The coronavirus is now sweeping across the United States. But before the outbreak grew here, Italy was the epicenter for the respiratory disease in Europe. According to the Associated Press, a Champions League match between Atalanta and Valencia in February may have been the reason why the virus spread so rapidly in the country. Atalanta hosted the Spanish team on Feb. 19 in Milan.
The match is being called "Game Zero" because it was played just two days before the first positive case of COVID-19 was confirmed in Italy. The head of pulmonology at a Bergamo hospital, which is outside of Milan and the usual home of Atalanta, recently described the Champions League match as "a biological bomb." There were also about 2,500 Valencia fans in the stands for the match, and 35 percent of Valencia's team tested positive for the coronavirus a few weeks later.
Bergamo Mayor Giorgio Gori echoed that statement.
"We were mid-February so we didn't have the circumstances of what was happening," Gori said this week during a live Facebook chat with the Foreign Press Association. "If it's true what they're saying that the virus was already circulating in Europe in January, then it's very probable that 40,000 Bergamaschi in the stands of San Siro, all together, exchanged the virus between them. As is possible that so many Bergamaschi that night got together in houses, bars to watch the match and did the same.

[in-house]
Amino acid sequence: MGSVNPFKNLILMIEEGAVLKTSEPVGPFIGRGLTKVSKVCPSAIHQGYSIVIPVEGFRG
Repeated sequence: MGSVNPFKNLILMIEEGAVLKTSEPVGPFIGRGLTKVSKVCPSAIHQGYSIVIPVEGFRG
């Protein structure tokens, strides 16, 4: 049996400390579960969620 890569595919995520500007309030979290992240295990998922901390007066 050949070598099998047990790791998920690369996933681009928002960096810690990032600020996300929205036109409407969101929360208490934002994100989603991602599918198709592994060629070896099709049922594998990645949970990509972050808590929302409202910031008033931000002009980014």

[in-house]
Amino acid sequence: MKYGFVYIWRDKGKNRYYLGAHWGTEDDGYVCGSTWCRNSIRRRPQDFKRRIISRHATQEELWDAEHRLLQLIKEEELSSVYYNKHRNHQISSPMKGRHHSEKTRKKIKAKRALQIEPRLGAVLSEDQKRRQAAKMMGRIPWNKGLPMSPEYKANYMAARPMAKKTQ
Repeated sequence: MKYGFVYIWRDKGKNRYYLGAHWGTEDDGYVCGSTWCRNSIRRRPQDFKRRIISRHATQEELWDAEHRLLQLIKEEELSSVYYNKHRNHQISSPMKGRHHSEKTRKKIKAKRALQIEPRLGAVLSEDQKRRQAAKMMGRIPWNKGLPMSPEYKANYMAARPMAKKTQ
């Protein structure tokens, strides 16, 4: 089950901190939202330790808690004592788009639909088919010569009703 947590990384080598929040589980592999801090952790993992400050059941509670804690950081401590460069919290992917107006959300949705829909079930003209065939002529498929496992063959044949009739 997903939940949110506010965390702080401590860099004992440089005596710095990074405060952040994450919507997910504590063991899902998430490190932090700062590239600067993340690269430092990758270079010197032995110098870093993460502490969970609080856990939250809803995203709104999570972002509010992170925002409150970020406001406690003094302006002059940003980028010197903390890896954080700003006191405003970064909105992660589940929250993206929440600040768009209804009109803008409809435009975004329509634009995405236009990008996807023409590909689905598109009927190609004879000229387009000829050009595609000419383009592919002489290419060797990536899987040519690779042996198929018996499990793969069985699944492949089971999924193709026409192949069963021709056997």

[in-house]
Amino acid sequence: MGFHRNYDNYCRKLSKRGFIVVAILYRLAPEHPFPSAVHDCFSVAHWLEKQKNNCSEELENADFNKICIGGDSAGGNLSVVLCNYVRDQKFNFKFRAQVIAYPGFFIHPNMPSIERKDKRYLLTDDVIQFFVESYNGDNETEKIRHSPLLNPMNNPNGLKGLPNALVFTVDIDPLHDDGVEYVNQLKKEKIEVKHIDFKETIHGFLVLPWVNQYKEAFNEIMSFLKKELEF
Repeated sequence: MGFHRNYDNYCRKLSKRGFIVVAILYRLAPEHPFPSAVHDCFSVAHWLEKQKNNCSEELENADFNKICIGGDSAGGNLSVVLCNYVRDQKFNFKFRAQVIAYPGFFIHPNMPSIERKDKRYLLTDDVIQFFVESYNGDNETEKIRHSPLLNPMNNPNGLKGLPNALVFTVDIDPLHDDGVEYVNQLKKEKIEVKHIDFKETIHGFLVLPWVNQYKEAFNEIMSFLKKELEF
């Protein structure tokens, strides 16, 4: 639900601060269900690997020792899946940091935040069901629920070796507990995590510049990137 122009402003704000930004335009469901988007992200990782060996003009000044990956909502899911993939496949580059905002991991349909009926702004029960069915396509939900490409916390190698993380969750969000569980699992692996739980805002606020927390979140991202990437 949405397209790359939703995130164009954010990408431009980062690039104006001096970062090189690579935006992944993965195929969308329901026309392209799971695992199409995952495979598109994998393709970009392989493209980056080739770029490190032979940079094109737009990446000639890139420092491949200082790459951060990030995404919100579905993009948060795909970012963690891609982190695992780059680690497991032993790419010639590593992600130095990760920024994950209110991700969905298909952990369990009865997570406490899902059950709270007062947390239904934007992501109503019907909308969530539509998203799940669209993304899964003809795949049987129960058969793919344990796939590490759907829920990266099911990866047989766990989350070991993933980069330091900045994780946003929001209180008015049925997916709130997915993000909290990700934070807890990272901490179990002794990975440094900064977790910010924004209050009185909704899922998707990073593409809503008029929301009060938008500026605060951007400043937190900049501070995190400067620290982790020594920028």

"Unfortunately, we couldn't have known. No one knew the virus was already here," Gori added. "It was inevitable."
A journalist that covered the match became the second person to test positive for the coronavirus in Bergamo. In addition, several Valencia fans that attended the match became infected.
As of Tuesday, there were nearly 7,000 people in Bergamo that have tested positive for the coronavirus. More than 1,000 people have died as a result of the virus, which makes Bergamo the most heavily hit province during the COVID-19 outbreak.
Valencia also had 2,600 cases of the virus.
As of Thursday afternoon, there have been at least 490,000 confirmed coronavirus cases worldwide, according to CBS News, and more than 22,000 people have died due to the virus. In addition, multiple states are under a state of emergency and public health officials are recommending large gatherings of people -- including sporting events -- be canceled or closed to the public.